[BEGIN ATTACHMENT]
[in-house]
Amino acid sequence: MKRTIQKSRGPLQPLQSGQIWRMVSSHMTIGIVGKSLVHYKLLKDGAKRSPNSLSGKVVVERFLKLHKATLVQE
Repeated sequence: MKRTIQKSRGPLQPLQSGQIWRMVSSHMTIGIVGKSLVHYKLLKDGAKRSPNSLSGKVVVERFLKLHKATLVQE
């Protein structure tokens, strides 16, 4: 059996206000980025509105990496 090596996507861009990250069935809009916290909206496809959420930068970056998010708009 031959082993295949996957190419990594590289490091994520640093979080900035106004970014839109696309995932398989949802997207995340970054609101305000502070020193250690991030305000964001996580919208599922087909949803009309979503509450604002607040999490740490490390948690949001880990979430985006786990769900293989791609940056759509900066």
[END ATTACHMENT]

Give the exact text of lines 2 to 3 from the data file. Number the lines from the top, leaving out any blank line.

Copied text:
Amino acid sequence: MKRTIQKSRGPLQPLQSGQIWRMVSSHMTIGIVGKSLVHYKLLKDGAKRSPNSLSGKVVVERFLKLHKATLVQE
Repeated sequence: MKRTIQKSRGPLQPLQSGQIWRMVSSHMTIGIVGKSLVHYKLLKDGAKRSPNSLSGKVVVERFLKLHKATLVQE